Daily News staff writer
Technology and dating?
Not exactly a seamless combination.
In fact, many of us in the New Boomers generation wonder when to call? When to text and when is it appropriate to send a Facebook message?
Or, perhaps the most important question should be: What happened to old-fashioned face-to-face communication?
“When using other tools such as texting and Facebook, you’re not guaranteed you’re interacting with the person you think you are, and it also doesn’t give you a complete picture of who the individual is,” she said.
In fact, 93 percent of first impressions are based on what you see; just 7 percent is based on words, she said.
For some specific clients in long-term relationships, however, sending a text or a quick e-mail that says “I can’t wait to see you,” has been shown to light the fires of romance or intimacy that perhaps they were missing after being together so long, said Jasmine St. John, who specializes in relationships as a licensed therapist at JSJ Therapy in Madison, Wisconsin.
Also following a prospective suitor on a blog or Facebook can give you insight into how that person communicates and interacts with others, St. John said.
For example, it could be a red flag if the person is mean to someone on Facebook or it be an encouraging sign if you see the person is active in charity.
Instant communication is also a great way to keep in contact during the day for couples in new relationships who are experiencing brain chemicals that are making them crazy in love.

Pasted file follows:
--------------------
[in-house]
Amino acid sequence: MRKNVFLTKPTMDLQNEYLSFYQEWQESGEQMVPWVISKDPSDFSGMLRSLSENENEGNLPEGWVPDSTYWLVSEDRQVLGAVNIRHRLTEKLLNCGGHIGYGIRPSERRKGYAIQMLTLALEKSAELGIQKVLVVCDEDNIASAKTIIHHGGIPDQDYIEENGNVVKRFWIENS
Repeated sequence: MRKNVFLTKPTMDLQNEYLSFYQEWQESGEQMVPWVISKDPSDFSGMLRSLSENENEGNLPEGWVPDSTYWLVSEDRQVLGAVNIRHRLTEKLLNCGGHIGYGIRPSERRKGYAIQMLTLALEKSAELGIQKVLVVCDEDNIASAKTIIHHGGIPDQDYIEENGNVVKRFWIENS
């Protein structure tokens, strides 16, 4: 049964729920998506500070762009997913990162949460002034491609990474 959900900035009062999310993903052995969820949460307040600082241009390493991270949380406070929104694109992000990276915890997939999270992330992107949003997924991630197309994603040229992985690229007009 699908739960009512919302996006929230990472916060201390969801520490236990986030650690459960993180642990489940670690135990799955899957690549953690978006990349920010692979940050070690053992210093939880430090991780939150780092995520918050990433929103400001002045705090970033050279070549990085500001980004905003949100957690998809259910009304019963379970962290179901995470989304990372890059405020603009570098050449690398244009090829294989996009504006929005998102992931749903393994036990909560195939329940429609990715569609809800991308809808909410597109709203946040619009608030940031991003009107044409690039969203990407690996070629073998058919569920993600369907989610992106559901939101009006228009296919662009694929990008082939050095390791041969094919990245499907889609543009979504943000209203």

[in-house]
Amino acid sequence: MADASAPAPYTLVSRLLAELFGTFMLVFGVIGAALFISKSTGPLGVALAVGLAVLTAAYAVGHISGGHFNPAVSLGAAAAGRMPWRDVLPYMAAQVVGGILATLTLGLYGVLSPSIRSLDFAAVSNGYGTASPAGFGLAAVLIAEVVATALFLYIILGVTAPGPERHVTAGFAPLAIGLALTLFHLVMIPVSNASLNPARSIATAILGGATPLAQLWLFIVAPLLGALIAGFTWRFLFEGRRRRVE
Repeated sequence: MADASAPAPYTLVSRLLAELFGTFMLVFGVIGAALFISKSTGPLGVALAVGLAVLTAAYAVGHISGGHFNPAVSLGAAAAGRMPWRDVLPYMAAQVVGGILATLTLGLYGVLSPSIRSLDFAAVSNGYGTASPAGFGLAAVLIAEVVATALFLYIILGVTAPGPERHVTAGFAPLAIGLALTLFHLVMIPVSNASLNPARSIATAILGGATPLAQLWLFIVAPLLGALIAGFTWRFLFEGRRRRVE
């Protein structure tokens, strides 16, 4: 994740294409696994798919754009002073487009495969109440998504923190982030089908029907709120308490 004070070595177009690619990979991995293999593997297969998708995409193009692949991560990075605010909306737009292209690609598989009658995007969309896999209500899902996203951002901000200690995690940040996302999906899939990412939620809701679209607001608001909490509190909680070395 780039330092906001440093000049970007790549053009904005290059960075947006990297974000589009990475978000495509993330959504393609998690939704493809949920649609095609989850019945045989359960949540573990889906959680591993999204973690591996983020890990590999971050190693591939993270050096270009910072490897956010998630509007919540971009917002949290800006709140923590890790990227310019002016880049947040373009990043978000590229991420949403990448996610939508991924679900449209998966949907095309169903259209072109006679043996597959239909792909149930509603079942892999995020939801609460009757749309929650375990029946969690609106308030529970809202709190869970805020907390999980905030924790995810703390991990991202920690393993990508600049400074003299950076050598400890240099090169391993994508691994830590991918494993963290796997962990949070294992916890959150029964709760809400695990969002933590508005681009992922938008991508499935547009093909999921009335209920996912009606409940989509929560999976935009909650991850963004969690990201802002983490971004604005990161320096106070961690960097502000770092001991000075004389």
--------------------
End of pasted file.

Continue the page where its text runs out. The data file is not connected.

“We also have a bigger network to declare your love,” St. John said. “Before it was just the classic idea of a big airplane in the sky saying ‘I love you.’ Now you can tell the whole world.”
That community aspect where everyone in your Facebook network is updated on your social life can also be a detriment in situations such as when everyone finds out you experienced a break-up.
The constant communication may also be a negative because it can accelerate the relationship too quickly causing couples to burn out on the relationship, especially when the individuals begin to lose the brain chemicals making them infatuated.
Regardless, texting doesn’t make a great first impression because it is so casual and informal.
“But some clients have such anxiety about asking someone out in person that for them and the level they’re at even sending an e-mail or “hug” on Facebook is a step forward,” Jasmine said.
Nevertheless, if frustration ensues from a partner texting or e-mailing too much, Bockman recommends saying, “I enjoy hearing from you, but this isn’t the way I prefer to communicate.”